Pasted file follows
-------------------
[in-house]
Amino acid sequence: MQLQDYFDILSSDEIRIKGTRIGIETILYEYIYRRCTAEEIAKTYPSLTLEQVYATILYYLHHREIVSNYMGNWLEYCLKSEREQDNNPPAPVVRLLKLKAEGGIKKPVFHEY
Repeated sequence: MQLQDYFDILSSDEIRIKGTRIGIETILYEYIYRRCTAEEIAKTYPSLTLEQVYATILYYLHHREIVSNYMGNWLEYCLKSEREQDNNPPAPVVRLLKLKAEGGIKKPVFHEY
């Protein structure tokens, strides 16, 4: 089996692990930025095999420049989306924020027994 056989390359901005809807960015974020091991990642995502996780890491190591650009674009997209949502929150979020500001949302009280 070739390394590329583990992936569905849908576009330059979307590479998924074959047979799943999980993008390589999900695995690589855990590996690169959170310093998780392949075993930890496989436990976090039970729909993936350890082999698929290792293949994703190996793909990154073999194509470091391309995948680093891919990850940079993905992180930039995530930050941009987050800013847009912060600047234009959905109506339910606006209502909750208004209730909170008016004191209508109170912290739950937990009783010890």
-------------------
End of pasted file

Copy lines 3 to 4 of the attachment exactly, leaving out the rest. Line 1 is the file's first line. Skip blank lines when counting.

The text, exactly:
Repeated sequence: MQLQDYFDILSSDEIRIKGTRIGIETILYEYIYRRCTAEEIAKTYPSLTLEQVYATILYYLHHREIVSNYMGNWLEYCLKSEREQDNNPPAPVVRLLKLKAEGGIKKPVFHEY
């Protein structure tokens, strides 16, 4: 089996692990930025095999420049989306924020027994 056989390359901005809807960015974020091991990642995502996780890491190591650009674009997209949502929150979020500001949302009280 070739390394590329583990992936569905849908576009330059979307590479998924074959047979799943999980993008390589999900695995690589855990590996690169959170310093998780392949075993930890496989436990976090039970729909993936350890082999698929290792293949994703190996793909990154073999194509470091391309995948680093891919990850940079993905992180930039995530930050941009987050800013847009912060600047234009959905109506339910606006209502909750208004209730909170008016004191209508109170912290739950937990009783010890």